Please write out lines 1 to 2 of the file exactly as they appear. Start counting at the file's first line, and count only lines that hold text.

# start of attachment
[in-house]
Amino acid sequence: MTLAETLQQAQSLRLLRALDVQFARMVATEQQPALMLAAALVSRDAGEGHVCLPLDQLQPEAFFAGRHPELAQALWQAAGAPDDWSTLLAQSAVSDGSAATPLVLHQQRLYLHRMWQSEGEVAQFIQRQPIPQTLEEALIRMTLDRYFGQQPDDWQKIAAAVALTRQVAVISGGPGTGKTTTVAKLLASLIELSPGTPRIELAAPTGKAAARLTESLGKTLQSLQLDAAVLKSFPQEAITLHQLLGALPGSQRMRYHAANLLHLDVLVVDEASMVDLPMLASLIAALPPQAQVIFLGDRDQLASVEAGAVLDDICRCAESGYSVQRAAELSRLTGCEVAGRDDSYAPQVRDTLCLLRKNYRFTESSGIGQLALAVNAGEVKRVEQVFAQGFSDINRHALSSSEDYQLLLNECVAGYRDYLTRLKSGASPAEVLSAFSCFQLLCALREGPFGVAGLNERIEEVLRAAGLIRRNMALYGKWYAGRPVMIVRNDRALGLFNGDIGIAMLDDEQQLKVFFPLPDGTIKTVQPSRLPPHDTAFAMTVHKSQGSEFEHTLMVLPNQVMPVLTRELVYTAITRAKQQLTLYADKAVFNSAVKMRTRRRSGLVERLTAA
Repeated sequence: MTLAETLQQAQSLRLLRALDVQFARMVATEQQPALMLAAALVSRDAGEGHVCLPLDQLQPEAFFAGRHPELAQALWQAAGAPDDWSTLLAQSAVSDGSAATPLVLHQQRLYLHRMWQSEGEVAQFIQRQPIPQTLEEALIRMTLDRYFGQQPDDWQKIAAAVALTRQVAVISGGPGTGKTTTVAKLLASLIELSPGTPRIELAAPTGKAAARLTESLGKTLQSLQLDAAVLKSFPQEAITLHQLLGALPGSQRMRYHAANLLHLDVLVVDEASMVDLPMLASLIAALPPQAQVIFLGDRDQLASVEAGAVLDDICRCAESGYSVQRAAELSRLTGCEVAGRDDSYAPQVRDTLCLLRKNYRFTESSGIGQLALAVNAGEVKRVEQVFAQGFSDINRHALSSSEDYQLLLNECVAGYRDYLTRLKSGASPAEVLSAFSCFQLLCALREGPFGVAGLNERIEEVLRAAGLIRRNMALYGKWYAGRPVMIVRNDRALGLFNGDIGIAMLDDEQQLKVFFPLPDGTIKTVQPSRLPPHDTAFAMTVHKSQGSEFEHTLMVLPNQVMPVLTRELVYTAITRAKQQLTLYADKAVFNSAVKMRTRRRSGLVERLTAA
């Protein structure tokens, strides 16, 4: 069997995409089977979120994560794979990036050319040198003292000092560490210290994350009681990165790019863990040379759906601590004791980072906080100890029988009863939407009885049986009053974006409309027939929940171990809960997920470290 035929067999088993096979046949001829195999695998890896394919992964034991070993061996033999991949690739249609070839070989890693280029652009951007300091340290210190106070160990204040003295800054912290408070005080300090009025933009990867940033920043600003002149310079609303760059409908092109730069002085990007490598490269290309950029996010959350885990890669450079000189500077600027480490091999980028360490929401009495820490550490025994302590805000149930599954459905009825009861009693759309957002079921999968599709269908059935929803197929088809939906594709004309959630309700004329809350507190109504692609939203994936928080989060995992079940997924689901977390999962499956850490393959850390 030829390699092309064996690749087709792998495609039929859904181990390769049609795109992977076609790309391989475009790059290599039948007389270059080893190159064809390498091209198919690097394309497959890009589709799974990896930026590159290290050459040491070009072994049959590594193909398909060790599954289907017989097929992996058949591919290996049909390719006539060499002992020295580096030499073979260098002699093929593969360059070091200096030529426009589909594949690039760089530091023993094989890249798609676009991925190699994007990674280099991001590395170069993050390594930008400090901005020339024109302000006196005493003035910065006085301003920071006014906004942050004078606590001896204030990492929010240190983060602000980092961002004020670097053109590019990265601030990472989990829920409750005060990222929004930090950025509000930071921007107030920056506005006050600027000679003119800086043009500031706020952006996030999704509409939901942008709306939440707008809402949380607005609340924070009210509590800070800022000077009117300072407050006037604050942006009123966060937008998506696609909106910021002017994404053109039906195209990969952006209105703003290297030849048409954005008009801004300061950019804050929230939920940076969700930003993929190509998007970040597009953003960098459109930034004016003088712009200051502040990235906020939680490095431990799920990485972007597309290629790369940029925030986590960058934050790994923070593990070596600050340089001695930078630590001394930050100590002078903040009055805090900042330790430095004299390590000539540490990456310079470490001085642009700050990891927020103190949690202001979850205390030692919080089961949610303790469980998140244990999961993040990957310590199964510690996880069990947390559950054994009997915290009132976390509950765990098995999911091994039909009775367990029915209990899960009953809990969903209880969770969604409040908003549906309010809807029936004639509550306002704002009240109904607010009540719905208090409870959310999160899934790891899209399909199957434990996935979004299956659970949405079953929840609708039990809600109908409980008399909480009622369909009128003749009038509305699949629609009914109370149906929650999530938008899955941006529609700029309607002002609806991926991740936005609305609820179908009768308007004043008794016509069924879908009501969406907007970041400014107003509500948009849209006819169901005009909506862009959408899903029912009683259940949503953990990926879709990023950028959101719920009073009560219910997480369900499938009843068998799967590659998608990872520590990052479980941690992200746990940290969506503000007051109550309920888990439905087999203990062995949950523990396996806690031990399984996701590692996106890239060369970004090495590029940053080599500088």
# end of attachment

[in-house]
Amino acid sequence: MTLAETLQQAQSLRLLRALDVQFARMVATEQQPALMLAAALVSRDAGEGHVCLPLDQLQPEAFFAGRHPELAQALWQAAGAPDDWSTLLAQSAVSDGSAATPLVLHQQRLYLHRMWQSEGEVAQFIQRQPIPQTLEEALIRMTLDRYFGQQPDDWQKIAAAVALTRQVAVISGGPGTGKTTTVAKLLASLIELSPGTPRIELAAPTGKAAARLTESLGKTLQSLQLDAAVLKSFPQEAITLHQLLGALPGSQRMRYHAANLLHLDVLVVDEASMVDLPMLASLIAALPPQAQVIFLGDRDQLASVEAGAVLDDICRCAESGYSVQRAAELSRLTGCEVAGRDDSYAPQVRDTLCLLRKNYRFTESSGIGQLALAVNAGEVKRVEQVFAQGFSDINRHALSSSEDYQLLLNECVAGYRDYLTRLKSGASPAEVLSAFSCFQLLCALREGPFGVAGLNERIEEVLRAAGLIRRNMALYGKWYAGRPVMIVRNDRALGLFNGDIGIAMLDDEQQLKVFFPLPDGTIKTVQPSRLPPHDTAFAMTVHKSQGSEFEHTLMVLPNQVMPVLTRELVYTAITRAKQQLTLYADKAVFNSAVKMRTRRRSGLVERLTAA